Cancer teaches compassion lesson at Portage Relay for Life

2013-06-15T20:07:00Z 2013-06-15T22:45:58Z Cancer teaches compassion lesson at Portage Relay for LifeSusan O’Leary Times Correspondent
June 15, 2013 8:07 pm  • 

PORTAGE | Two years ago, Heather Gubocki participated in Portage Relay for Life for all those afflicted with cancer.

Two years ago, she would never have dreamed one of those people would be her.

“I was diagnosed with cervical cancer at my 35th birthday last year,” said Gubocki, of Hobart.

Since a hysterectomy in May 2012, Gubocki has been cancer-free.

“It’s still surreal, just sitting here,” said Gubocki.

This year, Gubocki and her family were guests at the Survivors Dinner at the Portage Relay for Life, held Saturday evening at Willowcreek Middle School.

For the 16th annual event, 40 teams camped around the school’s outdoor track for the marathon event, which began at 1 p.m. and was scheduled to end at 8 a.m. Sunday.

Throughout the day and night, at least one member of each team walked the track continuously, because “cancer never sleeps,” said Vicki Mills, Portage Relay for Life chairperson.

Mills was “excited” that the Survivors Dinner treated 123 cancer survivors, an increase from the usual 50 to 60 people at the feast, which is donated each year by Outback Steakhouse in Merrillville.

“I think people are more comfortable saying they had cancer,” said Mills. “It comes with more awareness of the disease.”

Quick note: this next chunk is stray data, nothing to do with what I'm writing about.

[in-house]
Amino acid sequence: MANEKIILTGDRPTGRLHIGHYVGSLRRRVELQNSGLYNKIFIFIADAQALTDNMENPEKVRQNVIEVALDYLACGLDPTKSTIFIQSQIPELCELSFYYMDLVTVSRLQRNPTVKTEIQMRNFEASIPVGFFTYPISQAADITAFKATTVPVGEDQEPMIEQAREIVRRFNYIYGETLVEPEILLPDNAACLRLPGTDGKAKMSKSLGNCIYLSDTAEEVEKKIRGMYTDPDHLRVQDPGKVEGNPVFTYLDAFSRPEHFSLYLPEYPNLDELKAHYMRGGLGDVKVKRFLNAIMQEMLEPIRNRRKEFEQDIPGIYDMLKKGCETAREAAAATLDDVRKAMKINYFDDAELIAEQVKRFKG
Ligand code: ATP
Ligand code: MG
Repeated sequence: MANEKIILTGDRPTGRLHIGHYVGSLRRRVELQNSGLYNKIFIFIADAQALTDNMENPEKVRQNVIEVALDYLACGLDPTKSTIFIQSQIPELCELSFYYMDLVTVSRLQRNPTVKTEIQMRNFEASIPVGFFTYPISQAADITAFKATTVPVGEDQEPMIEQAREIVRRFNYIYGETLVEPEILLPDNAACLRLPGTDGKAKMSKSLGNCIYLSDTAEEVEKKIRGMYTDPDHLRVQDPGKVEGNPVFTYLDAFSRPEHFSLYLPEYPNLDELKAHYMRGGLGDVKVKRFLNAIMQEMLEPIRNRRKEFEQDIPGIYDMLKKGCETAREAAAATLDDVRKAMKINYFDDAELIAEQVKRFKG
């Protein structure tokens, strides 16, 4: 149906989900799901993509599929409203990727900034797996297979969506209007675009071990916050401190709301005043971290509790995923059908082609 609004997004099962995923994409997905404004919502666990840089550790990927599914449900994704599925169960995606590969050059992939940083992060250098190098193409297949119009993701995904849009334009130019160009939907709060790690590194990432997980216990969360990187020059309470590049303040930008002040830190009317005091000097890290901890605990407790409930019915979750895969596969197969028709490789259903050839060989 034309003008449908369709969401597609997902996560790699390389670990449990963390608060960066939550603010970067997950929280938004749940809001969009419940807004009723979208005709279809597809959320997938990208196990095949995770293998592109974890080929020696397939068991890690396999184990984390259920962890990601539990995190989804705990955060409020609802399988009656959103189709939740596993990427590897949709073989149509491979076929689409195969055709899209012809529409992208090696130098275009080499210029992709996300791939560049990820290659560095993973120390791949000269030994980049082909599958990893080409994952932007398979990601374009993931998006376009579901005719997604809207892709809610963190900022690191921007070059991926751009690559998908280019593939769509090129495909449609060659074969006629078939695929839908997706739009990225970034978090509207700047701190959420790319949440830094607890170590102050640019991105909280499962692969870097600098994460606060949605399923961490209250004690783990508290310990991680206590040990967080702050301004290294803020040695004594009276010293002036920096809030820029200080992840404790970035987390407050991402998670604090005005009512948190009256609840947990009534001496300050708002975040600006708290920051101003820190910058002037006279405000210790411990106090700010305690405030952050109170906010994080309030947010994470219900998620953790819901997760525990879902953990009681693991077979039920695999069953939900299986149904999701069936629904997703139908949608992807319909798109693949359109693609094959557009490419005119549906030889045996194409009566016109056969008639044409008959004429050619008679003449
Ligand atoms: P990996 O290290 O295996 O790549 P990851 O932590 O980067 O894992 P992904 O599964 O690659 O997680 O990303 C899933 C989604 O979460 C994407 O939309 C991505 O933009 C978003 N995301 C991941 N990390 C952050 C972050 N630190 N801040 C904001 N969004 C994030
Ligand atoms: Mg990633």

The event usually raises about $60,000 each year for the American Cancer Society, said Mills. Participants look forward to evening-long events, including cheer and tumbling performances, free chair massages, and the luminaria ceremony, where cancer victims are remembered.

Prizes were awarded for best decorated campsite and most team spirit, and the “golden pillow award” was given to team members who stay out all night. Certain hours saw themed laps, including a Conga Line lap and a Best Bedhead lap.

The Valparaiso Care and Rehabilitation team fired up its large grill and sold shish kabobs, grilled corn, bratwurst, hot dogs and ribs. The team earned $1,200 last year for the American Cancer Society, $600 of which was through food sales.

“We look forward to giving back every single year,” said Jennifer Blaszkiewicz, a team member and dietary assistant manager at Valpo Care and Rehab. “We do it for everybody who has or had ever had cancer.”

The nine-member team proudly displayed its Super Hero Wall, where names of friends and family members afflicted by cancer were written on the emblems of cartoon superheroes, including Batman, Spiderman and Wonder Woman.

“Last year, we were the last people on the field,” said Kelly Kirk, team captain.

Gubocki said her family and fiancé Don Banaski were her superheroes throughout her diagnosis and surgery.

“I’ve had huge support from my family and friends,” said Gubocki, who teaches at Kyle Elementary School in Portage.

Gubocki’s mother, Lizanne Pilot, of Chicago, reflected on the support of Relay for Life participants and her family’s gratefulness for her daughter’s recovery.

“There are a lot of smiles on people’s faces today,” said Pilot.

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